I was very excited this week to see an avocado tree for sale in a nursery in Kangaroo Valley. I have wanted one for ages and as we get through 3-6 avos a week it would be great to have our own, especially when they charge $3-4 each for them in the summer months when you want them  the most! They are a very handsome tree with large soft leaves and grow to be about 12 metres tall so we had to choose a special spot in the garden to plant it, away from the other trees to allow for it’s projected growth but protected from those nasty westerly winds that we get. It will hopefully start producing fruit in the next 2-3 years as it is grafted, otherwise you can wait 7 years for a tree to bear fruit. You also need another avocado tree nearby for pollination, so all in all it’s a bit of a lottery as to whether we will ever get our own avos but it’s worth the risk and the wait for me! I also picked up a finger lime tree, a native lime with little balls of amazing limeyness inside – almost a citrus caviar, which are great scattered over salads, tarts and in the odd G&T.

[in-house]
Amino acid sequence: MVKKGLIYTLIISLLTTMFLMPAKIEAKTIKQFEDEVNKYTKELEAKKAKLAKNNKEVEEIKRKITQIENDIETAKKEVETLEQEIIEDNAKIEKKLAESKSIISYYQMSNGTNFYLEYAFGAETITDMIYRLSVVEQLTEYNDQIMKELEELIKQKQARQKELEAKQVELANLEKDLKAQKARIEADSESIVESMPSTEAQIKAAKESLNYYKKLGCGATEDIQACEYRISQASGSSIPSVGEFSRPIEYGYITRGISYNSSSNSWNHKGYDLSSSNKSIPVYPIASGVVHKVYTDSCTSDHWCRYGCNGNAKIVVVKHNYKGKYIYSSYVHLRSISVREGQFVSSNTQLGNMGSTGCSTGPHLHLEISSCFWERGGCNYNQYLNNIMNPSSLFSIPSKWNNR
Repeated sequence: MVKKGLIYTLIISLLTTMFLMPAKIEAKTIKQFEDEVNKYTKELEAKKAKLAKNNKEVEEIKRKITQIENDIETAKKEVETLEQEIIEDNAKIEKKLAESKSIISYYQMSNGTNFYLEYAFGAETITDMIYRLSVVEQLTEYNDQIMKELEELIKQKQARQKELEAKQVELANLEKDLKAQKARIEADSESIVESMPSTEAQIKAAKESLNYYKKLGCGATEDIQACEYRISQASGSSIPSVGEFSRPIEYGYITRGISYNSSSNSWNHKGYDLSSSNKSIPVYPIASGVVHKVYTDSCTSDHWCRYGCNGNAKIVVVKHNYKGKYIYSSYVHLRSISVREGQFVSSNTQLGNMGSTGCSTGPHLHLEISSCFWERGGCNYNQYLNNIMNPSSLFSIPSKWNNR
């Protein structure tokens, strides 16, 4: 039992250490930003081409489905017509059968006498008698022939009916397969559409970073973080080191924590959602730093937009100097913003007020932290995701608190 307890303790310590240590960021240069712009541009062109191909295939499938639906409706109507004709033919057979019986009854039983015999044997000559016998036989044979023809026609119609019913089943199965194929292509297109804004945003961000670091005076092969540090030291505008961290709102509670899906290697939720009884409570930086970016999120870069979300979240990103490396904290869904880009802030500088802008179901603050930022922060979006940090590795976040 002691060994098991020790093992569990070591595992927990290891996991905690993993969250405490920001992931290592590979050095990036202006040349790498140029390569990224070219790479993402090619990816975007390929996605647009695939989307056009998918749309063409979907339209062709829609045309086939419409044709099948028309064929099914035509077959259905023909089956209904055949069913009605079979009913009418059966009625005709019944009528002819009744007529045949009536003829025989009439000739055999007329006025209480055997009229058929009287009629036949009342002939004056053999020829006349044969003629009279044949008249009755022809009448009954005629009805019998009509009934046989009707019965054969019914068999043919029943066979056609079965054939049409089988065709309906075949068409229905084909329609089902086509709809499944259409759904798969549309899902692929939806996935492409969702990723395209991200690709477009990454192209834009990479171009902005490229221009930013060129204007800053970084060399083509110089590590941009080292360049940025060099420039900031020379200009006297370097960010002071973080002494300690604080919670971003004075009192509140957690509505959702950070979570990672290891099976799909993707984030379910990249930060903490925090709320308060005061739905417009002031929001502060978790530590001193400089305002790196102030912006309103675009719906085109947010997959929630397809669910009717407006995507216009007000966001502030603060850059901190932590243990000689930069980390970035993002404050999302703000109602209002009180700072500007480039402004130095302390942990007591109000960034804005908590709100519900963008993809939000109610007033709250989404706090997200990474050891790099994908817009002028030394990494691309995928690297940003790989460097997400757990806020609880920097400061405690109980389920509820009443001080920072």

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I wonder if we could train The Chocolate One to tolerate something like this beautiful flower crown for the wedding?